We feel uncomfortable about the idea that our actions might be determined elsewhere. That’s also a problem for cycle campaigning if we are not aware of this.
To explain this further, I will be using the three categories again:
- conservative (personal strength)
- liberal (education)
- radical (system)
The three categories are very useful for clarifying various things from political leanings, policy measures to people’s general worldviews. We can also use these categories to see what kind of problem we are facing, and how the solutions to that problem can be derived:
Where cycling infrastructure exists, keeping up cycling levels, to some extent, is more of a liberal problem: a question of marketing, education and information (and of course the maintenance and expansion of the existing cycle facilities). Wanting more people to cycling in low-cycling cities is a radical problem: we need changes to the public space to make cycling a comfortable experience that is sensible, safe and accessible for all.
Yet it is scary imagining that public space could hold such influence over our decisions. We like to be self-determined. That we are self-governing gives us strength and independence. Anything that is external to us, which a radical problem/solution would be, means that something outside our bodies, our minds has control over us. I suspect this is so scary to some, that the public-space environment is wiped away from their minds entirely.
I suppose that the other thing that plays a role is some form of “lack of imagination”. It’s hard to see that the public space is not set – that it can change and can be changed. Engineers and planners should be the professions that are good at that – they are trained to reimagine space and use spatial thinking. Yet many cities have remained almost entirely car-based. Sociology has been struggling with the external influence too. Under much debate at the time, in the 70s an “ecological turn” took place in sociology. This meant that not just “society” should be taken into consideration to explain and describe human action – but external criteria too. The natural environment is too important to our survival – it cannot be omitted from (academic) assessment frameworks. The human-made environment must be part of that discussion too: how does it support human wellbeing – how does environment and the human body interact?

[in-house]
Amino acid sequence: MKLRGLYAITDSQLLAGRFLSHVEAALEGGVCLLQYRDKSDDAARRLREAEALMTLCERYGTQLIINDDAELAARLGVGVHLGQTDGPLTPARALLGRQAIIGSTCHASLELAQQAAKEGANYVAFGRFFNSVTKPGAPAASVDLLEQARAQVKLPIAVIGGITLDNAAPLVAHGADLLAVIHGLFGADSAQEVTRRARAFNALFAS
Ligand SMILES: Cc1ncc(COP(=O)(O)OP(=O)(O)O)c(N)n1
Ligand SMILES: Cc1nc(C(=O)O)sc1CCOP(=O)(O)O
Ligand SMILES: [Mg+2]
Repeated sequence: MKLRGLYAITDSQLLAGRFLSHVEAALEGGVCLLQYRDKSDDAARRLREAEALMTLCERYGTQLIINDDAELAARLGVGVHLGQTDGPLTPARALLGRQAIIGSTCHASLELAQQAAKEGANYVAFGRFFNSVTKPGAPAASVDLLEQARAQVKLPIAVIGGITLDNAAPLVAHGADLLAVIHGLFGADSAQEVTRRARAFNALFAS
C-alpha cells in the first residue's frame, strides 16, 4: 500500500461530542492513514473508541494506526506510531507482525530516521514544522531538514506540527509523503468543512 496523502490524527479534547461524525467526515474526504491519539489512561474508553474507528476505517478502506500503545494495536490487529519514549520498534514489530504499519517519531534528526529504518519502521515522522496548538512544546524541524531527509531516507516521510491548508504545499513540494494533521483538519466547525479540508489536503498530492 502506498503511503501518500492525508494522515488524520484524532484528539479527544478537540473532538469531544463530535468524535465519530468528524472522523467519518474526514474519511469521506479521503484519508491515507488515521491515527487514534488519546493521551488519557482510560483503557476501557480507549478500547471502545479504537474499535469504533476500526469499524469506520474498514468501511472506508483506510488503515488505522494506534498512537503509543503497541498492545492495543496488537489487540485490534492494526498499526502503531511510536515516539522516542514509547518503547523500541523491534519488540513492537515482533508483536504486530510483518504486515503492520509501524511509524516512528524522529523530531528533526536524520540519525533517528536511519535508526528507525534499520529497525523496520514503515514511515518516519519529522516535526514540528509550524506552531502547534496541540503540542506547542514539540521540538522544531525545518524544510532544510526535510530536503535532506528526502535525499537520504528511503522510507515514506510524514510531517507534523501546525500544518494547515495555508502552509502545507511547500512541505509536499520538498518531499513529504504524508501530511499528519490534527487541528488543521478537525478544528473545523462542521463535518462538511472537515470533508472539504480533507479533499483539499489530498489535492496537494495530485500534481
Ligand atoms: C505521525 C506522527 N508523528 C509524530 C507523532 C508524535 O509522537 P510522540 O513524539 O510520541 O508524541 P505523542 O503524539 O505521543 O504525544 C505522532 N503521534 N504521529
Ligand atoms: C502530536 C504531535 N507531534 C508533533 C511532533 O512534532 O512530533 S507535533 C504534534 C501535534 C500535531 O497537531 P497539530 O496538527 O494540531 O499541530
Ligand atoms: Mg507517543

To me it seems that the urban environment still only has very few people speaking up for it. The current car-dominated environments do not hold human needs at their heart. It’s a hard subject to talk about, as the built environment is so big, so vast, and the people in charge of it, the engineers and planners, do not let go easily of their practices (which are largely centred around car-focussed measures). Urban space is however often framed as a mere technical issue. And what about politics? The politicians ought to wake up to this much more, as people’s health and well-being is put at risk and local economies suffer. Yet, their waking up is slow too – the status quo is strong and has automatic supporters.
Naturally. Change does not happen quickly. But we must acknowledge the radical problem we are facing, and we cannot keep quiet about our cityscapes hurting, injuring and choking us. As with many stuck systems and professional practices, the solutions are nonetheless there, they only must be implemented. I was recently bowled over by the quality of cycle infrastructure in Nijmegen. And they are still improving it. Here are some photos.